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Proc Natl Acad Sci U S A. 1997 Jul 8;94(14):7303-7.

Requirement of poly(ADP-ribose) polymerase in recovery from DNA damage in mice and in cells.

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Ecole Supérieure de Biotechnologie de Strasbourg, UPR 9003 du Centre National de la Recherche Scientifique, "Cancérogenèse et Mutagenèse Moléculaire et Structurale", Boulevard Sébastien Brant, F-67400 Illkirch, France.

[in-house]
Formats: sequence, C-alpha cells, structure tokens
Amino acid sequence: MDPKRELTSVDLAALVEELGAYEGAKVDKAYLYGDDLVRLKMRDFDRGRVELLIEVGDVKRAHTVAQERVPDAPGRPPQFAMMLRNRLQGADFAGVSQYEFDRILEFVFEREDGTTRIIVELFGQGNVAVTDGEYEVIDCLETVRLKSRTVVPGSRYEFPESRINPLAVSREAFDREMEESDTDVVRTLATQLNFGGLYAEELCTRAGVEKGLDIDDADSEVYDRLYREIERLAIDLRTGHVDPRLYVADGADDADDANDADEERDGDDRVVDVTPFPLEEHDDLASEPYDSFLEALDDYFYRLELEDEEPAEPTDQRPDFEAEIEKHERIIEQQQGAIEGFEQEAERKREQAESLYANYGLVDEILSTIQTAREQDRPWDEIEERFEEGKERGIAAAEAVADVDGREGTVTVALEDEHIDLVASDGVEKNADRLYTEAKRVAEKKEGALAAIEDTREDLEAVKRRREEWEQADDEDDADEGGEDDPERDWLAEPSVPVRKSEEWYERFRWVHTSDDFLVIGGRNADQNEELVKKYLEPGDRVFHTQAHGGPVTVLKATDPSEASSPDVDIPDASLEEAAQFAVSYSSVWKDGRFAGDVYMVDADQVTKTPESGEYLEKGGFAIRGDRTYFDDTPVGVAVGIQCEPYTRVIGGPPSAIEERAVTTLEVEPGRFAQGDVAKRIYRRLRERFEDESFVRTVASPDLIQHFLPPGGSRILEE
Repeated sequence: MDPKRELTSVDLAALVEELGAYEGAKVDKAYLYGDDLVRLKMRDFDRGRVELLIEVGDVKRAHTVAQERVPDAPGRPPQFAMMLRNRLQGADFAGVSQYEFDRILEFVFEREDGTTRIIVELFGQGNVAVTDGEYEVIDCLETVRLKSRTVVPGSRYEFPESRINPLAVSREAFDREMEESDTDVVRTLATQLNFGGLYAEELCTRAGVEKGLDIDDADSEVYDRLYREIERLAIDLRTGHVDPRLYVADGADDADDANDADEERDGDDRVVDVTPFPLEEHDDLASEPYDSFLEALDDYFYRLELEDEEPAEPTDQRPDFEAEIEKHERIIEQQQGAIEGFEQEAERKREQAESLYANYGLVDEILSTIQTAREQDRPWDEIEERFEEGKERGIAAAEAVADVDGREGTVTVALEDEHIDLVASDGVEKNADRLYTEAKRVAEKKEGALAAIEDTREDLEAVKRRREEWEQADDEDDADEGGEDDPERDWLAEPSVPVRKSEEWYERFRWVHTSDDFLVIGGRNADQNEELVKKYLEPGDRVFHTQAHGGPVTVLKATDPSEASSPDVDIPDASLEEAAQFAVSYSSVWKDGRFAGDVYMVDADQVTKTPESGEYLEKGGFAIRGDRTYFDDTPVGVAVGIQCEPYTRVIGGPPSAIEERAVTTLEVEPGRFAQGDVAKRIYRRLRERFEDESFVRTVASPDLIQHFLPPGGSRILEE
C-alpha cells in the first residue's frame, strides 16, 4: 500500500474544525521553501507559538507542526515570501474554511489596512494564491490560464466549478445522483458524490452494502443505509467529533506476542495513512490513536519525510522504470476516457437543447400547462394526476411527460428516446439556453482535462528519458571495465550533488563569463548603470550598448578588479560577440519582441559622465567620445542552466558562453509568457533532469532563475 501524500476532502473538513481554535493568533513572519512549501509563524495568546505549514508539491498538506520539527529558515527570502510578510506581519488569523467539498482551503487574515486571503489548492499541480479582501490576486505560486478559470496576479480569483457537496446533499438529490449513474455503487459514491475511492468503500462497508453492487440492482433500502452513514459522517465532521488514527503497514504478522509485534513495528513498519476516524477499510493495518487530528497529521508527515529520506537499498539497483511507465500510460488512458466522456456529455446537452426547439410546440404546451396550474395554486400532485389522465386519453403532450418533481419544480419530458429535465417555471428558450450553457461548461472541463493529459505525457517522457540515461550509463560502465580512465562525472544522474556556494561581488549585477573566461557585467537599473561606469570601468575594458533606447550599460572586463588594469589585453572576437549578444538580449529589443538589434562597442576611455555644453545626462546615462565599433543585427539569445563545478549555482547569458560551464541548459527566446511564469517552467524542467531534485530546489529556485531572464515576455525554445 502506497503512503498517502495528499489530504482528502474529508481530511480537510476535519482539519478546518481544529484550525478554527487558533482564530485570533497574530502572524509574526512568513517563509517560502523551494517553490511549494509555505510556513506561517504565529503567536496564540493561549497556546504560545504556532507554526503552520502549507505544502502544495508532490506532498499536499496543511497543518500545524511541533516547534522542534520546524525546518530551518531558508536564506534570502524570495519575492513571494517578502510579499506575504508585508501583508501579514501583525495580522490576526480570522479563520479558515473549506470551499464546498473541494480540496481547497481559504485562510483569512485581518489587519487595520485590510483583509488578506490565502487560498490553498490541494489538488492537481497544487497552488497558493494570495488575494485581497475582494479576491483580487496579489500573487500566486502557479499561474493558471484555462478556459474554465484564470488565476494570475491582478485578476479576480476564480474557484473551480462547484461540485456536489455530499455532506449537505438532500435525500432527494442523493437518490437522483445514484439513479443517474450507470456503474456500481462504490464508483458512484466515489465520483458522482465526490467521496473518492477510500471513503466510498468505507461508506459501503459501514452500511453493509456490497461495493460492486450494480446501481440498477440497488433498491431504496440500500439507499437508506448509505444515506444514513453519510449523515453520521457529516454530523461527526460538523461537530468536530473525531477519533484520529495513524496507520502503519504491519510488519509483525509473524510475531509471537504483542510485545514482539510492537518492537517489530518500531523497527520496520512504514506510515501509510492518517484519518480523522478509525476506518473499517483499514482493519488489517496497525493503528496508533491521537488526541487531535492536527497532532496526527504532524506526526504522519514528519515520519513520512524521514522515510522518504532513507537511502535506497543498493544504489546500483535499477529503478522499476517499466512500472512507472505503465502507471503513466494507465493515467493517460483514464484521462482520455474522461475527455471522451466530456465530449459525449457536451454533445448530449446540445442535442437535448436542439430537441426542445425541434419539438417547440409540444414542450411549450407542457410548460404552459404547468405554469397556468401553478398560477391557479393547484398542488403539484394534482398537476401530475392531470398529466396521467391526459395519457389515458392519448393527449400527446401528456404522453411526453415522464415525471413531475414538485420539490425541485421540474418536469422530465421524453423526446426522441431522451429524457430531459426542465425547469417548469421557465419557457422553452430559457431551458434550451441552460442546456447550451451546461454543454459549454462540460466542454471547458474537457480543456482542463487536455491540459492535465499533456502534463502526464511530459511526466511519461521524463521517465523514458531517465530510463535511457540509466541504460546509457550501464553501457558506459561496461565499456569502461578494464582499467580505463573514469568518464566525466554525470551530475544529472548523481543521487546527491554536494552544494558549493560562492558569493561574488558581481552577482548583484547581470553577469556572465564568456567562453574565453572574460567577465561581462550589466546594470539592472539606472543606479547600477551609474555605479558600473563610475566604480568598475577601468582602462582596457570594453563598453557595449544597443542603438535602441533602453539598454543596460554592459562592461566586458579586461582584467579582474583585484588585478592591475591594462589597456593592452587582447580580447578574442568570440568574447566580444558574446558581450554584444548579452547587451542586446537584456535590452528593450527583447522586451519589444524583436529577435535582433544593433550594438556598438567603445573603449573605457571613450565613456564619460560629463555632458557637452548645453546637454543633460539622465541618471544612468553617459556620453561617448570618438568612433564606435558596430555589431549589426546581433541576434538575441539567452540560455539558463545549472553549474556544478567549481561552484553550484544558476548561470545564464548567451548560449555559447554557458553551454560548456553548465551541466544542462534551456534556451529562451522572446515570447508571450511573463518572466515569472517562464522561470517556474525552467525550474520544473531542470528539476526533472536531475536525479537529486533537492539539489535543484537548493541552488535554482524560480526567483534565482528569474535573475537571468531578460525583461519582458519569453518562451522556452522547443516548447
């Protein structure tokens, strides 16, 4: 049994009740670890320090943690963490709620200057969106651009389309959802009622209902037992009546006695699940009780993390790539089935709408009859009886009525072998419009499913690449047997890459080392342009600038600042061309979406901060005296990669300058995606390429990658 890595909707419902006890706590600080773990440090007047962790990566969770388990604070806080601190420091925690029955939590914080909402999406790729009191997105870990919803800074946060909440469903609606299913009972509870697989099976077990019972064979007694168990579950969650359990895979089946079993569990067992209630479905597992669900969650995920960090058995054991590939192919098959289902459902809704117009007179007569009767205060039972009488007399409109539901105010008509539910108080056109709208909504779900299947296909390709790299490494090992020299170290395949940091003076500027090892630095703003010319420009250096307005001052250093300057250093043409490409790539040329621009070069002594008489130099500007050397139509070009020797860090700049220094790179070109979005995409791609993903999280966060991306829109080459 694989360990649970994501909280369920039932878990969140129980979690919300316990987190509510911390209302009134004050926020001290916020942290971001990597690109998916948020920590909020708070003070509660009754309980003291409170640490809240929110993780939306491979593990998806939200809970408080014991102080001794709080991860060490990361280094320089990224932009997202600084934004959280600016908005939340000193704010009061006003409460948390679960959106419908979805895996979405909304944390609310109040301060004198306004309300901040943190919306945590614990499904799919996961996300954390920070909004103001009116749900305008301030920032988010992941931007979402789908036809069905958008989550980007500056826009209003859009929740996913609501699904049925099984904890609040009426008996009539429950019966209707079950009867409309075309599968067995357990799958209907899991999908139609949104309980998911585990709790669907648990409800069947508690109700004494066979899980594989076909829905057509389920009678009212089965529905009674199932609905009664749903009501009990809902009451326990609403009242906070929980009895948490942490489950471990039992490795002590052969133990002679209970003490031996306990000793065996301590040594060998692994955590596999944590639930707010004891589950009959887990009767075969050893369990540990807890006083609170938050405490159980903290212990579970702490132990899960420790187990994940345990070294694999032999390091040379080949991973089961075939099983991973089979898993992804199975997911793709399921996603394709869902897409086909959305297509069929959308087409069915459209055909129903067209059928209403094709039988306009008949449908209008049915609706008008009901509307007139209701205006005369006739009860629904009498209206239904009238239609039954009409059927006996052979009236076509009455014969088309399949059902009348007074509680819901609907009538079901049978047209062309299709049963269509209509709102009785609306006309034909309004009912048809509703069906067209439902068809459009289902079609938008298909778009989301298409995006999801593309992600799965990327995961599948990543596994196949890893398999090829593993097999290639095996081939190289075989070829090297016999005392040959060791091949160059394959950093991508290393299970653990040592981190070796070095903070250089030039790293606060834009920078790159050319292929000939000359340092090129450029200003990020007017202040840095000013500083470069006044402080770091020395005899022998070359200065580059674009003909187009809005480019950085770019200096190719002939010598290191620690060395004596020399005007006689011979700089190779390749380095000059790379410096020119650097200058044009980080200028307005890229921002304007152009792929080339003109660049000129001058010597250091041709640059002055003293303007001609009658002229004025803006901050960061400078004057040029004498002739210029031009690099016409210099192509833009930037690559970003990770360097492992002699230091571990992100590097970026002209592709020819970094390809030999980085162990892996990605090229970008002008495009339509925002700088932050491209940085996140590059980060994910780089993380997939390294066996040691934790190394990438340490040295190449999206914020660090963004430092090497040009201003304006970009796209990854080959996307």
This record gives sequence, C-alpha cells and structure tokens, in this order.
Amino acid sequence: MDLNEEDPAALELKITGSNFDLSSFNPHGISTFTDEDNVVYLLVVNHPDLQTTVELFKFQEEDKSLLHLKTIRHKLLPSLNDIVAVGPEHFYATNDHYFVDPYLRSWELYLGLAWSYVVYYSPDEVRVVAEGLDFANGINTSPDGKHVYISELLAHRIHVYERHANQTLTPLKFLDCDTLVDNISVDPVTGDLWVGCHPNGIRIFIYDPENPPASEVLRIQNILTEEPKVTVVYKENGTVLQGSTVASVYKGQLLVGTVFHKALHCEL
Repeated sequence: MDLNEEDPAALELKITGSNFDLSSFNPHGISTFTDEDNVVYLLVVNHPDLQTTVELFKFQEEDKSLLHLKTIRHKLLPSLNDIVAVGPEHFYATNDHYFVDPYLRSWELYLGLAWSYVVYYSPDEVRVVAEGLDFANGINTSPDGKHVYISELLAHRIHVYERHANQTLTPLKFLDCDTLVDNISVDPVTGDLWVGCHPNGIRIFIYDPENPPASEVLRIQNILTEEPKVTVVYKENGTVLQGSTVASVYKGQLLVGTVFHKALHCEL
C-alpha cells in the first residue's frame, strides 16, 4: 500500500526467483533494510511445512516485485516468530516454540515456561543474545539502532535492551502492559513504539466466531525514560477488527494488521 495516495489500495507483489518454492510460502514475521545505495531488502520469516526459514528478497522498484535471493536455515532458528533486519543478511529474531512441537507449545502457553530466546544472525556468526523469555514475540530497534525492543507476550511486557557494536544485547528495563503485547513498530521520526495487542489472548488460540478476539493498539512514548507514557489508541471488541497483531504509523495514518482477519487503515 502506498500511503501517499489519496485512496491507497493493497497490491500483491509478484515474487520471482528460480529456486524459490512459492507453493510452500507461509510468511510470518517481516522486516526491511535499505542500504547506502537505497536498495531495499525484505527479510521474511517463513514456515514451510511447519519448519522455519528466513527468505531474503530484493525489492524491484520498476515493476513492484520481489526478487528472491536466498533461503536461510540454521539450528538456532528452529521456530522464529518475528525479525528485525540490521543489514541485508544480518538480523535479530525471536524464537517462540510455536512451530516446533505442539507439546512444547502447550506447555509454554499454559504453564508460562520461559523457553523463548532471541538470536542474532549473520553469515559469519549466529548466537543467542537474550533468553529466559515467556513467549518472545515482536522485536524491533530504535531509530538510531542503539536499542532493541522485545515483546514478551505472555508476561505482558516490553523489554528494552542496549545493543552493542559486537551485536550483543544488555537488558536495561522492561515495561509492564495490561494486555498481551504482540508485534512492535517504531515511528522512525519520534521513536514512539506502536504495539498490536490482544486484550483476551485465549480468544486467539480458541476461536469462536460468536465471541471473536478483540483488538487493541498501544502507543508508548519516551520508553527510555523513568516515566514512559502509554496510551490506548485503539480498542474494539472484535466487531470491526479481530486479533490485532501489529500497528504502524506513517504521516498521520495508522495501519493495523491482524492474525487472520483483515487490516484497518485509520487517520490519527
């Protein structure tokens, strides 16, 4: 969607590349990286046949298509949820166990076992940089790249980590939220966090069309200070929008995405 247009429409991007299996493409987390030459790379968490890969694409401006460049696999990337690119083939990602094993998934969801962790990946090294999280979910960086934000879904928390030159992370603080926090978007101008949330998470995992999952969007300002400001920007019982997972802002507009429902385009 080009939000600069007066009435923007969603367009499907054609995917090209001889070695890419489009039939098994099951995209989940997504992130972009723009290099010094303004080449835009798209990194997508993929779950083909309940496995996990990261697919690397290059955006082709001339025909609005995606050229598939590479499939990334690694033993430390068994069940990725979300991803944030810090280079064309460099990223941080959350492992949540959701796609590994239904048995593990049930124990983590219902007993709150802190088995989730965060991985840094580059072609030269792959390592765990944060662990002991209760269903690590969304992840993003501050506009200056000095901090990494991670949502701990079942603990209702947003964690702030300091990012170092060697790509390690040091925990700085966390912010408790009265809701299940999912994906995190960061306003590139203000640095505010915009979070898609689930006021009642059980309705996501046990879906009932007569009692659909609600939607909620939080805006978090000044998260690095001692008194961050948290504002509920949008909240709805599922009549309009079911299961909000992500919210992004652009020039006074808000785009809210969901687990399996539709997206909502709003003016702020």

Poly(ADP-ribose) polymerase [PARP; NAD+ ADP-ribosyltransferase; NAD+: poly(adenosine-diphosphate-D-ribosyl)-acceptor ADP-D-ribosyltransferase, EC] is a zinc-finger DNA-binding protein that detects specifically DNA strand breaks generated by genotoxic agents. To determine its biological function, we have inactivated both alleles by gene targeting in mice. Treatment of PARP-/- mice either by the alkylating agent N-methyl-N-nitrosourea (MNU) or by gamma-irradiation revealed an extreme sensitivity and a high genomic instability to both agents. Following whole body gamma-irradiation (8 Gy) mutant mice died rapidly from acute radiation toxicity to the small intestine. Mice-derived PARP-/- cells displayed a high sensitivity to MNU exposure: a G2/M arrest in mouse embryonic fibroblasts and a rapid apoptotic response and a p53 accumulation were observed in splenocytes. Altogether these results demonstrate that PARP is a survival factor playing an essential and positive role during DNA damage recovery.

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